Sea surface height
The ocean's surface is not flat. There are hollows and bumps caused by different physical phenomena: gravity fields, currents, temperature & salinity... Moreover, we know little about the relief of the sea floor. As a result, instead of using the depth, we use the "sea surface height", the height of the water compared to a reference surface. From this sea surface height, especially its variations, we determine the oceanic circulation (currents and eddies rotate around the hollows and bumps), the seasonal and inter-annual variations; and over even longer periods, the variations of the ocean's mean level.
Ocean topography map ("dynamic topography") for 18/01/2011 for the "Crush" penguin zone. The zones in red correspond to places where the sea surface is higher. It decreases towards mauve (CLS-CNES/EU Copernicus Marine Service - Figure Argonautica)
Orders of magnitude
Sea surface height can only be measured in relation to a reference. Sea surface heights are determined by means of a reference ellipsoid (simplified shape of the Earth), by using a geoid (surface due to the Earth's field of gravity), or by using an average surface calculated over several years (in this case, we only see the variations). The respective orders of magnitude are:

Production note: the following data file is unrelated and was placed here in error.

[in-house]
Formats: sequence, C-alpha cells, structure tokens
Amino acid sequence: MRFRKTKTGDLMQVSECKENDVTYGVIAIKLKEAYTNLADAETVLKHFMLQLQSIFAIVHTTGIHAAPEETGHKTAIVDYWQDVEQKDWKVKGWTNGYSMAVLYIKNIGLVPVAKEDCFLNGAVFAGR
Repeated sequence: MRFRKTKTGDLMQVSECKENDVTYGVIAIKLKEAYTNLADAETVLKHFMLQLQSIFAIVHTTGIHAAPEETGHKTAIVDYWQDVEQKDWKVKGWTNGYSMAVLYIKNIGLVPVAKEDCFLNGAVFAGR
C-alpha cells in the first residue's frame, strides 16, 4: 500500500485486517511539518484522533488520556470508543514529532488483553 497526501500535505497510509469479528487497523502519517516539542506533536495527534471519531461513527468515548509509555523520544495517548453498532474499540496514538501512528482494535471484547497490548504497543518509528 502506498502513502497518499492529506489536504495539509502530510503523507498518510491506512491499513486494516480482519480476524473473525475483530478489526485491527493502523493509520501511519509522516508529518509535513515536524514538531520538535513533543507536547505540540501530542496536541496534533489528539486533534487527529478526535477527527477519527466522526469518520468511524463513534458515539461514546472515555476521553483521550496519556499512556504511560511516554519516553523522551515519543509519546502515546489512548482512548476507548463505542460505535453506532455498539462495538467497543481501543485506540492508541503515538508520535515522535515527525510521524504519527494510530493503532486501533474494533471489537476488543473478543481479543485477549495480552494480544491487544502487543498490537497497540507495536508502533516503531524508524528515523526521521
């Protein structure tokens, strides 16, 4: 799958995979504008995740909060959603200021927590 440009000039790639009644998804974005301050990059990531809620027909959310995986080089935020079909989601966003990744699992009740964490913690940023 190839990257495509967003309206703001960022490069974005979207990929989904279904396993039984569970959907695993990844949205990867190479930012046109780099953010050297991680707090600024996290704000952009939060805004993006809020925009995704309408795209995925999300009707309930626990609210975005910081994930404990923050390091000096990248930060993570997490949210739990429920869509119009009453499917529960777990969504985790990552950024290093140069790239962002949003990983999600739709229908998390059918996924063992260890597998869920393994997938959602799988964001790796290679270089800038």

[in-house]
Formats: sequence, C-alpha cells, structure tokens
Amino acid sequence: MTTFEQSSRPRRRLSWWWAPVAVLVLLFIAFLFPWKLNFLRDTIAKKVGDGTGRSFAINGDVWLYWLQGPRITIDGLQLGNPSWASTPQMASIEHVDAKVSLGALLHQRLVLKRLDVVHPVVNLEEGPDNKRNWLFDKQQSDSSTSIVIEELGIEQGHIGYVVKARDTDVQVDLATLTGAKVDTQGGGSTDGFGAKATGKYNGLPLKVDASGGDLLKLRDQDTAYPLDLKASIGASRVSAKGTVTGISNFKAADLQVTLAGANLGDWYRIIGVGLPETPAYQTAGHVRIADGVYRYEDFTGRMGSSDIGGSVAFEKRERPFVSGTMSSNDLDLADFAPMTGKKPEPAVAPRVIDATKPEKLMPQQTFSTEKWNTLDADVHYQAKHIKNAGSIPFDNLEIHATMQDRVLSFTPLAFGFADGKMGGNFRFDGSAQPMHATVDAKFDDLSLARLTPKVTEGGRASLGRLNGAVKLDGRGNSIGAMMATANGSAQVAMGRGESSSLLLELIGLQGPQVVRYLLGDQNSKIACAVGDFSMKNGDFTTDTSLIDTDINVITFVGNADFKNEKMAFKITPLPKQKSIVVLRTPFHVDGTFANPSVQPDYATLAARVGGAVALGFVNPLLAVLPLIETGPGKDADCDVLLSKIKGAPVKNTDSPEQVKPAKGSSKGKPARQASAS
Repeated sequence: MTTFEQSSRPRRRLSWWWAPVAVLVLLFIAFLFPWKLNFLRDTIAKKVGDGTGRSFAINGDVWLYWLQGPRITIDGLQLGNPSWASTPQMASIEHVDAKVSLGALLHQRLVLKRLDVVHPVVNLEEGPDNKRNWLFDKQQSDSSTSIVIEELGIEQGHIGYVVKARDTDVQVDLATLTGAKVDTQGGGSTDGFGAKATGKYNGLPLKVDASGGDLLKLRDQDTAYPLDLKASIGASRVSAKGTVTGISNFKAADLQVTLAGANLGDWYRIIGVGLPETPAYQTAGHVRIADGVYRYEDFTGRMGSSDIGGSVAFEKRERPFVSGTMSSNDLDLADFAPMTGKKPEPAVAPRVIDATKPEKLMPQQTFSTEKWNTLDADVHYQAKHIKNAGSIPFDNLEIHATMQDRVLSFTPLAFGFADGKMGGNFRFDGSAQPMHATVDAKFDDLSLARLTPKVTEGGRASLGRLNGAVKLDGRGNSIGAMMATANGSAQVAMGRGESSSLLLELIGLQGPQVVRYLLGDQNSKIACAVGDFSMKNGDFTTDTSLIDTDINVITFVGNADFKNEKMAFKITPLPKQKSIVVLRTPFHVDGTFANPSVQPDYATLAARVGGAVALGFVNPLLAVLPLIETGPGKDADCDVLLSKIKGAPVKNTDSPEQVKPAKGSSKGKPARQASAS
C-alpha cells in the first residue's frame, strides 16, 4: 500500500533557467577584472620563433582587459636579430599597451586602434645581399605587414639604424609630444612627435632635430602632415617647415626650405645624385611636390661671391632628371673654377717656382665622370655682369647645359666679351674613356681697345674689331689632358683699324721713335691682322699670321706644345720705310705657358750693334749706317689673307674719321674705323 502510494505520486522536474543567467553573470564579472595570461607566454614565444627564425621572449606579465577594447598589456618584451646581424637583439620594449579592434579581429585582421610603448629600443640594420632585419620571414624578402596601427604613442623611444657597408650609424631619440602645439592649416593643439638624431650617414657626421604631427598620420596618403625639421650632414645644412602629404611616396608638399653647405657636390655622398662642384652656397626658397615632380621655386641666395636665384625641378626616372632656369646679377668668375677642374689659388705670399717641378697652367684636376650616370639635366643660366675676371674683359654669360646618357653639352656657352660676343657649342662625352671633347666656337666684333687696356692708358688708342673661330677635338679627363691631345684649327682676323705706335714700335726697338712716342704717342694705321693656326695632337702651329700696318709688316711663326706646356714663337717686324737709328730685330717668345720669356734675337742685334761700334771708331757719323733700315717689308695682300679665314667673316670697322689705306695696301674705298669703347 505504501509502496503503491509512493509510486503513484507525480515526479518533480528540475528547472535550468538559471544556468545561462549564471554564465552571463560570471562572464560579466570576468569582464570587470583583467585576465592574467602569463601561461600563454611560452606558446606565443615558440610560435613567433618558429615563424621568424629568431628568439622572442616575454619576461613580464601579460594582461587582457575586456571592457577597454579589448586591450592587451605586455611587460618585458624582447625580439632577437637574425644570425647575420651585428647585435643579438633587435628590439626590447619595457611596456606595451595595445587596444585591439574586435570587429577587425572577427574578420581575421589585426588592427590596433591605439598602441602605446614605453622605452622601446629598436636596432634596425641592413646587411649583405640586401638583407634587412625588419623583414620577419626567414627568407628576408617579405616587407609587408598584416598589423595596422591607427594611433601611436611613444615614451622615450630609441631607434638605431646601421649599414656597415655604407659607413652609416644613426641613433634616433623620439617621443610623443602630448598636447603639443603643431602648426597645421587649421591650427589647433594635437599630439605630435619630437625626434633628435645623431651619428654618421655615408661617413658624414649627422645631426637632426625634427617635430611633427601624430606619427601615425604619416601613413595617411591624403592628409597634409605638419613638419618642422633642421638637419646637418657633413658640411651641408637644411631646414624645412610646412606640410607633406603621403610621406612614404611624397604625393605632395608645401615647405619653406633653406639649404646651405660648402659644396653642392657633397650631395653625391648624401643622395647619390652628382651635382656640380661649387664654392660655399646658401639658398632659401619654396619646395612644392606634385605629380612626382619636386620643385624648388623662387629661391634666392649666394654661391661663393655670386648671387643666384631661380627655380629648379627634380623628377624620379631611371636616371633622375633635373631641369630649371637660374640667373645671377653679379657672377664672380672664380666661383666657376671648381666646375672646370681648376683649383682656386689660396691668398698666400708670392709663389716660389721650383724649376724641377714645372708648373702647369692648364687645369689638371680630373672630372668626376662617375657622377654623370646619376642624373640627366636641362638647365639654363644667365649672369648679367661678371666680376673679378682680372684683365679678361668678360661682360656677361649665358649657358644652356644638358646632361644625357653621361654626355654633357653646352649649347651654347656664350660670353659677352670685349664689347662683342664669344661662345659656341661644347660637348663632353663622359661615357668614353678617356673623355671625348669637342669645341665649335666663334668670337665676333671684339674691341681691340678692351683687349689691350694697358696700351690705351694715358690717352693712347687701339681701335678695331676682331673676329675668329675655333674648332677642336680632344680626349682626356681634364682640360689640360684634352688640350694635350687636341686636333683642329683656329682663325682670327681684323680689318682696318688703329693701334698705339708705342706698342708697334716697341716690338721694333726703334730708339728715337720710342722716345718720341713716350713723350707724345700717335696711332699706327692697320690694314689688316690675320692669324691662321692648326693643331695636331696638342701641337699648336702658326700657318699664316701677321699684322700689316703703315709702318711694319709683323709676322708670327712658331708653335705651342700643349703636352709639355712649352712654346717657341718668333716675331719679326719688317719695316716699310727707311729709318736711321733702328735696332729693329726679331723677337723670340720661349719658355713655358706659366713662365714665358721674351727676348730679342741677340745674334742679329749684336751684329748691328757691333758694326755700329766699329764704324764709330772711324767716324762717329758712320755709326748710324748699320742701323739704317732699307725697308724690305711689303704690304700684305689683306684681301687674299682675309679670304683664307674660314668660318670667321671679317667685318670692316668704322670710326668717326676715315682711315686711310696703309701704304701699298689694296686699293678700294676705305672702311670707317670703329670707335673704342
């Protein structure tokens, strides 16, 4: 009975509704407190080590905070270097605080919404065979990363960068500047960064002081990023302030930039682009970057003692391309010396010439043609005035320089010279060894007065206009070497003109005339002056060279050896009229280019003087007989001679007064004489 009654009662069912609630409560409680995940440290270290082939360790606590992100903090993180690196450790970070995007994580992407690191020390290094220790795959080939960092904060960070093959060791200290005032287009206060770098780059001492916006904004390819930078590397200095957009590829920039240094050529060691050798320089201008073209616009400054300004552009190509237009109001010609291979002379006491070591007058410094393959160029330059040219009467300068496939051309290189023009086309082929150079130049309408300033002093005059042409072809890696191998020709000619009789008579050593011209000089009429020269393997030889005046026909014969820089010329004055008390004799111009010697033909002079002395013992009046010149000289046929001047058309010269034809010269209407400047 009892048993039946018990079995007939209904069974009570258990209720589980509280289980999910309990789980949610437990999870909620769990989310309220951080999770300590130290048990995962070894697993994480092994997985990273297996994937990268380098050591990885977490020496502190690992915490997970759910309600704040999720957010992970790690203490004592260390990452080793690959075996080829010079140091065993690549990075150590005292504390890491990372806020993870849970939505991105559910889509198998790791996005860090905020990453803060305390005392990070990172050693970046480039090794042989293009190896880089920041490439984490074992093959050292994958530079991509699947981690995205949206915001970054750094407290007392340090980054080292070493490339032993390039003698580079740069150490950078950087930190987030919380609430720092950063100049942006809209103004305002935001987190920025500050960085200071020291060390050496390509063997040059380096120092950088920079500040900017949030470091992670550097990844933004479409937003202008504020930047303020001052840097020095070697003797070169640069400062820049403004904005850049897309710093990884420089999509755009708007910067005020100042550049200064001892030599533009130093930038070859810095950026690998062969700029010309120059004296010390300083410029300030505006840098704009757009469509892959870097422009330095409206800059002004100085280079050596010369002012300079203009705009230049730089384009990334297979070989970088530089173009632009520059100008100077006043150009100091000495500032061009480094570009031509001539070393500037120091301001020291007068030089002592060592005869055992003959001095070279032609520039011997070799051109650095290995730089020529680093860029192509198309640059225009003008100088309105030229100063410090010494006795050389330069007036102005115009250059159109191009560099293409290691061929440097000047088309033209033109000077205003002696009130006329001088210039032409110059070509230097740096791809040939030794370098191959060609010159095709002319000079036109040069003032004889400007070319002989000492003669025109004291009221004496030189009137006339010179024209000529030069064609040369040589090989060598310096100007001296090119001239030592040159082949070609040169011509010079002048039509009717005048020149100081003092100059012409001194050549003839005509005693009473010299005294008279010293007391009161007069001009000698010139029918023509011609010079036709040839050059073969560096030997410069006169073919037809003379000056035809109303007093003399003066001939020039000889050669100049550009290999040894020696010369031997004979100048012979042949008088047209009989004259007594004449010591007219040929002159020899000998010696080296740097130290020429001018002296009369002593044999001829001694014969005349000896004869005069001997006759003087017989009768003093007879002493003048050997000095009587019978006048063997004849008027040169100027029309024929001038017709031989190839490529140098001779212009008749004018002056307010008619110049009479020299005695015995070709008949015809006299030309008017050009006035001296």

- sea surface height in relation to the reference ellipsoid: +/-100 m.
- sea surface height in relation to the geoid (or dynamic topography): from -1 to +3 m (used by Argonautica). This height includes the variations (namely eddies, cf Une bouée fait "un rond dans l'eau") such as the height due to the major currents (Gulf Stream or the Antarctic Circumpolar Current see above. Cf Les grands courants au fil du Vendée Globe or Une bouée "file droit devant").
- " Sea surface height in relation to a mean surface (often referred to as sea level anomalies or sea surface height anomalies): from +/-0.15 m in calm zones to +/-1 m in turbulent zones (NB: this sea surface height only includes the variations: eddies, current variations, movements of water masses, etc.)
The models simulate the sea surface height and generally produce the "dynamic topography" (in relation to the geoid).